Other notable brands include Tsingtao and Corona. Jolly Shandy is also fairly popular among women and youngsters.

International craft beer and microbrews have seen a rise in popularity since 2010, with specialty and premium beer from countries such as Belgium, the UK, Australia, the USA and Japan being more widely available. This has led to the formation of the Craft Beer Association of Hong Kong, made up of distributors, consumers, retailers, bars & restaurants.

Black Kite (film)

Black Kite is a 2017 Afghan-Canadian drama film directed by Tarique Qayumi. It was screened in the Contemporary World Cinema section at the 2017 Toronto International Film Festival.

DRDO Imperial Eagle

The Imperial Eagle is an Indian light-weight mini-unmanned aerial vehicle (UAV) developed by the Defence Research and Development Organisation's Aeronautical Development Establishment, the National Aerospace Laboratories and supported by private vendors. Its primary users will be the National Security Guard and the military services.


Ulka (Sanskrit: meteor or firebrand) is an air-launched expendable target drone of India.

Fukudaimae Station

Fukudaimae Station (福大前駅) is a subway station on the Fukuoka City Subway Nanakuma Line in Jōnan-ku, Fukuoka in Japan. Its station symbol is a picture of a black kite in blue, the symbol of the Fukuoka University.

Kite (bird)

Kite is a common name for certain birds of prey in the family Accipitridae, particularly in subfamilies Milvinae, Elaninae, and Perninae.Some authors use the terms "hovering kite" and "soaring kite" to distinguish between Elanus and the milvine kites, respectively. The groups may also be differentiated by size, referring to milvine kites as "large kites", and elanine kites as "small kites".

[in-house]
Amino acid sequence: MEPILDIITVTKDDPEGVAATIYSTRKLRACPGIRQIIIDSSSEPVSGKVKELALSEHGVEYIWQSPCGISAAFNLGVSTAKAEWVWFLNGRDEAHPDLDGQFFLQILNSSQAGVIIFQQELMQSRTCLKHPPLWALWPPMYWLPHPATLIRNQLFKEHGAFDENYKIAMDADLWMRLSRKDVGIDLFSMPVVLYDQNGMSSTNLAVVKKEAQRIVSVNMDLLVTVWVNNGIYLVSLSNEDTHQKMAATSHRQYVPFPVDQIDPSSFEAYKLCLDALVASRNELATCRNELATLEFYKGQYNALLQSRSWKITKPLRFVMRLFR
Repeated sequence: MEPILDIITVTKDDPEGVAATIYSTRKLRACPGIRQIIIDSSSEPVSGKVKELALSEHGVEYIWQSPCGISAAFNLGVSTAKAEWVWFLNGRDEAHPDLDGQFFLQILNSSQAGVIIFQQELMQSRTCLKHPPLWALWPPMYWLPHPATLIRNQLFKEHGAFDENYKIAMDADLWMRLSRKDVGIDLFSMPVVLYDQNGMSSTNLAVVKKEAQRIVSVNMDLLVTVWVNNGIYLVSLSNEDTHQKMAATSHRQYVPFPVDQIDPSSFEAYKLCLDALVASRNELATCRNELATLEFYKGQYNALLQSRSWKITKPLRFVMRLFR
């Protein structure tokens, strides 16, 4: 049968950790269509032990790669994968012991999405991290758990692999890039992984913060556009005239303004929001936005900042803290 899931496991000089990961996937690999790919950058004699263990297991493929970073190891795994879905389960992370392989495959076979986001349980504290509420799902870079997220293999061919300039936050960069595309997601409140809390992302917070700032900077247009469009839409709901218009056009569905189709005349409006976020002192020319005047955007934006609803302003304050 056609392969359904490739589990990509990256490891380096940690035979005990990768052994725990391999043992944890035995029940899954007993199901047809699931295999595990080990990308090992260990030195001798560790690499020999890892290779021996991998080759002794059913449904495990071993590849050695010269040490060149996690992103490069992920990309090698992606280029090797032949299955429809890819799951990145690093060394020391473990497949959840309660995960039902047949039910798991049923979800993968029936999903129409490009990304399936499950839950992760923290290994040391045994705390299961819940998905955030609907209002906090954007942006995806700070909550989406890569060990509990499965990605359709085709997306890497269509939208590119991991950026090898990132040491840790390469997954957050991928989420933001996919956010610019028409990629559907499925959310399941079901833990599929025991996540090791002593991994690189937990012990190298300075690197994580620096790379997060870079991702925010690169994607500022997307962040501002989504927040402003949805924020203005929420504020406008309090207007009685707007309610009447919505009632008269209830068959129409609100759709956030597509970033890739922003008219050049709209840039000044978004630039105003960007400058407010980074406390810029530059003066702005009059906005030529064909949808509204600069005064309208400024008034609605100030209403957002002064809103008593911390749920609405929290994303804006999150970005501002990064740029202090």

Kure Atoll

Kure Atoll (; Hawaiian: Mokupāpapa) or Ocean Island is an atoll in the Pacific Ocean 48 nautical miles (89 km; 55 mi) beyond Midway Atoll in the Northwestern Hawaiian Islands at 28°25′N 178°20′W. The only land of significant size is called Green Island and is a habitat for hundreds of thousands of seabirds. A short, unused and unmaintained runway and a portion of one building, both from a former United States Coast Guard LORAN station, are located on the island. Politically it is part of Hawaii, although separated from the rest of the state by Midway, which is a separate unorganized territory. Green Island, in addition to being the nesting grounds of tens of thousands of seabirds, has recorded several vagrant terrestrial birds including snow bunting, eyebrowed thrush, brambling, olive-backed pipit, black kite, Steller's sea eagle and Chinese sparrowhawk.

List of Afghan films

A list of notable films produced in Afghanistan.

The highest grossing Afghan film as of 2017 is Osama with over $3,800,000 from a budget of only $46,000. The film was very well received by the Western cinematic world. It gathered a rating of 96% based on 100 reviews collected by Rotten Tomatoes, a website which tabulates the reviews from professional film critics into a single rating.

List of birds of Islamabad

This is a list of birds found in Islamabad, Pakistan. Seventy-two species of birds have been found in this area. The best places to watch are Margalla Hills and Rawal Lake.

Little grebe, Tachybaptus ruficollis

Little cormorant, Microcarbo niger

Great cormorant, Phalacrocorax carbo

Black-crowned night heron, Nycticorax nycticorax

Indian pond heron (Paddybird), Ardeola grayii

Cattle egret, Bubulcus ibis

Little egret, Egretta garzetta

Intermediate egret, Egretta intermedia

Grey heron, Ardea cinerea

Purple heron, Ardea purpurea

Common teal, Anas crecca

Black kite, Milvus migrans

Shikra, Accipiter badius

Long-legged buzzard, Buteo rufinus

Eurasian kestrel, Falco tinnunculus

Grey francolin, Francolinus pondicerianus

Common quail, Coturnix coturnix

Brown waterhen, Amaurornis akool

White-breasted waterhen, Amaurornis phoenicurus

Moorhen, Gallinula chloropus

Eurasian coot, Fulica atra

Red-wattled lapwing, Hoplopterus indicus

Common sandpiper, Actitis hypoleucos

Black-headed gull, Larus ridibundus

Feral pigeon, Columba livia

Wood pigeon, Columba palumbus

Collared dove, Streptopelia decaocto

Palm dove, Spilopelia senegalensis

Spotted dove, Spilopelia chinensis

Rose-ringed parakeet, Psittacula krameri

Common koel, Eudynamys scolopacea

Greater coucal, Centropus sinensis

House swift, Apus affinis

White-throated kingfisher, Halcyon smyrnensis

Pied kingfisher, Ceryle rudis

Hoopoe, Upupa epops

Lesser golden-backed woodpecker, Dinopium benghalense

Brown-fronted woodpecker, Dendrocopos auriceps

Crested lark, Galerida cristata

Small skylark, Alauda gulgula